Once I received my Master’s, I set my sights on Hagerty Consulting. I had previously worked with Hagerty employees on various projects and was continually impressed by their caliber, creativity, and devotion to helping others. I was specifically attracted to Hagerty because I wanted to experience working on and with a wide range of projects and clients. After only a year at Hagerty, I had supported local, state, and federal governments, private industry, and non-governmental organizations on everything from running exercises to developing doctrine.

Through my work at Hagerty, I have been able to achieve my dream of helping people.

What do you find most meaningful about the work you do here at Hagerty?

Caleb: Much of my work revolves around assessment, training, and development for the federal disaster workforce. With the increasing number of threats Americans face today, I think a highly trained and qualified disaster workforce is more important than ever. At the end of the day emergency management is about the survivor. A capable workforce is only going to improve assistance to individuals and communities whether that’s through preparation or recovery.

Jessica: One of the most meaningful aspects of my work is to tangibly see the impact that we have on our clients, communities, and nation. Every day our actions help build a more prepared and resilient world. Hagerty has continued to encourage me to bring my knowledge of and passion for disability and access and functional needs (AFN) inclusion into my work in order to continue to help spread awareness among our clients. As individuals with disabilities and AFN are disproportionately affected by disaster impacts, it is critical that emergency managers effectively address the needs of these populations throughout all operations. I feel honored to work at a firm that is actively working to meet this need.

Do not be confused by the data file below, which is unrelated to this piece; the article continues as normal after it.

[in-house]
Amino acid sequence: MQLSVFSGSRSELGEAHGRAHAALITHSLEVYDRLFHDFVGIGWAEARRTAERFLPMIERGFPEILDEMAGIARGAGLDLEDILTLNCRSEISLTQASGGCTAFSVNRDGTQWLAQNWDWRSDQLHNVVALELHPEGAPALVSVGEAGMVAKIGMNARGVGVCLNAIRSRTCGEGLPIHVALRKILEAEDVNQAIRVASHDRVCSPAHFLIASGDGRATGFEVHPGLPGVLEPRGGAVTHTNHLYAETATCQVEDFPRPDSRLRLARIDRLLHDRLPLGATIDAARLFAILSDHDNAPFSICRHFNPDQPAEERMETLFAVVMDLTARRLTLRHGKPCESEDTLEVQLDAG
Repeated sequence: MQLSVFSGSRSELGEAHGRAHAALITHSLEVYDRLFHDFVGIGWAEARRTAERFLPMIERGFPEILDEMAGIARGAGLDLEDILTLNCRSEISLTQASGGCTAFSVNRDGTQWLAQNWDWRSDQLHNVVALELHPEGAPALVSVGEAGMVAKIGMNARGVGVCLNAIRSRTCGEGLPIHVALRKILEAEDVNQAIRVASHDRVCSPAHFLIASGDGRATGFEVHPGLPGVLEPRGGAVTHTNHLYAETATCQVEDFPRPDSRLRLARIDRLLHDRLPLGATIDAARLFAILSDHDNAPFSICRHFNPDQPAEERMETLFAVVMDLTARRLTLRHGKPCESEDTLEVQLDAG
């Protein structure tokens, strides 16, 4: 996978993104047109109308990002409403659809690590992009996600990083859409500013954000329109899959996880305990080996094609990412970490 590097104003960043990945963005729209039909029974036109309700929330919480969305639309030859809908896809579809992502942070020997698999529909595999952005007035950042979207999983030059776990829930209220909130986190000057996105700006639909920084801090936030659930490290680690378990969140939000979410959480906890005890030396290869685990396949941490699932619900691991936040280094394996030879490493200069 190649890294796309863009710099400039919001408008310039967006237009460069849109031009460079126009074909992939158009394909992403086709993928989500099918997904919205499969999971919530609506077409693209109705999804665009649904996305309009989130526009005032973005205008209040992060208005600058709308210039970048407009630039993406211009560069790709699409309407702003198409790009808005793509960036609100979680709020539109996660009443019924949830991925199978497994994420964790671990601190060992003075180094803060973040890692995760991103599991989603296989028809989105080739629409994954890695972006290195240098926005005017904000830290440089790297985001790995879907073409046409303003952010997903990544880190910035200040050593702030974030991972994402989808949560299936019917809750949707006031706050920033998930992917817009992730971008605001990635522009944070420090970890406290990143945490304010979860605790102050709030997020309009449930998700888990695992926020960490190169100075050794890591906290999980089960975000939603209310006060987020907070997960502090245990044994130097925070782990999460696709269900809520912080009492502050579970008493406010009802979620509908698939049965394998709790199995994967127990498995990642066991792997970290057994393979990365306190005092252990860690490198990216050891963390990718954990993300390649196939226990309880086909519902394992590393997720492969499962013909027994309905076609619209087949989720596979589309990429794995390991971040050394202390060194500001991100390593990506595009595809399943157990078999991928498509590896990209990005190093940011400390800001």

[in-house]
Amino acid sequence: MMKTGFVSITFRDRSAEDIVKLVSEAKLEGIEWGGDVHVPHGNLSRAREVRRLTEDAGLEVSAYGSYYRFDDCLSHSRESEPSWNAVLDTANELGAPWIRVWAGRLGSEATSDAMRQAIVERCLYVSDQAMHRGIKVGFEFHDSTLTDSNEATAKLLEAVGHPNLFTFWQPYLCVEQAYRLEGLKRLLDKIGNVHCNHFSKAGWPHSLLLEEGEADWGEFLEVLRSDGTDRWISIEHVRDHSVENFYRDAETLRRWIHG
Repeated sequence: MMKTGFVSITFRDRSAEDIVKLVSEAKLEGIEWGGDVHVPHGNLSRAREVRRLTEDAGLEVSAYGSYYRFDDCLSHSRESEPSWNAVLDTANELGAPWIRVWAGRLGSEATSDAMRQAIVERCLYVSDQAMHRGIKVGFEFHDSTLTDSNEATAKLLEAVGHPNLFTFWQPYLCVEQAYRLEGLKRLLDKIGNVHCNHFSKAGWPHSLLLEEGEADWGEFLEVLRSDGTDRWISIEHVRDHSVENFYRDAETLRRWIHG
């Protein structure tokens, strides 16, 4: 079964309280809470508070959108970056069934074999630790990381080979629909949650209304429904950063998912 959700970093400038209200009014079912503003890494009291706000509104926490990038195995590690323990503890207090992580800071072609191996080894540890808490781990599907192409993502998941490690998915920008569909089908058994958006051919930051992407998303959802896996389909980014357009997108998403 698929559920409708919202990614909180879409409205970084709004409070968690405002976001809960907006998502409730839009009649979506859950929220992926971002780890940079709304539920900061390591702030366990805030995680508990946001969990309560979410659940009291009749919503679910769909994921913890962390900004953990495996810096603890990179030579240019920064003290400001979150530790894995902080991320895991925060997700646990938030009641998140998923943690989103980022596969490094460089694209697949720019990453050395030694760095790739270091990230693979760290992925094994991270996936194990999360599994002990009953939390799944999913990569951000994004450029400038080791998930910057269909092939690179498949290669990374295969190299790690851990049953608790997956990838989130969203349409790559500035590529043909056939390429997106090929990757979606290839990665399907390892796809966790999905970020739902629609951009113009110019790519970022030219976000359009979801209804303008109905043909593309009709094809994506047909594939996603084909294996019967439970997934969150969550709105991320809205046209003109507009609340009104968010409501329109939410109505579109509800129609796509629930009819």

When you have 30 minutes of free time, how do you spend it?

Caleb: I like to find a good trail with my dog and put some headphones in.

Jessica: Some of my favorite downtime activities are playing board games, particularly Settlers of Catan, Ticket to Ride, and 7 Wonders. During COVID-19, I have also had the chance to rediscover my love of puzzles!


Caleb Smith is a managing associate who has public and government affairs, and emergency management experience in both the private and public sectors. Mr. Smith’s experience has primarily focused on National Preparedness with an emphasis on external affairs, stakeholder engagement, communications, and training development for FEMA.

Jessica London is an associate who has diverse, client-facing experience across government and non-governmental entities. She has experience facilitating collaboration with stakeholders to establish and achieve common goals related to developing exercises, identifying areas of risk, and building resilience. As part of her work, Ms. London focuses on the equitable development of emergency management plans and the inclusion of the disability and AFN populations throughout all areas of emergency management.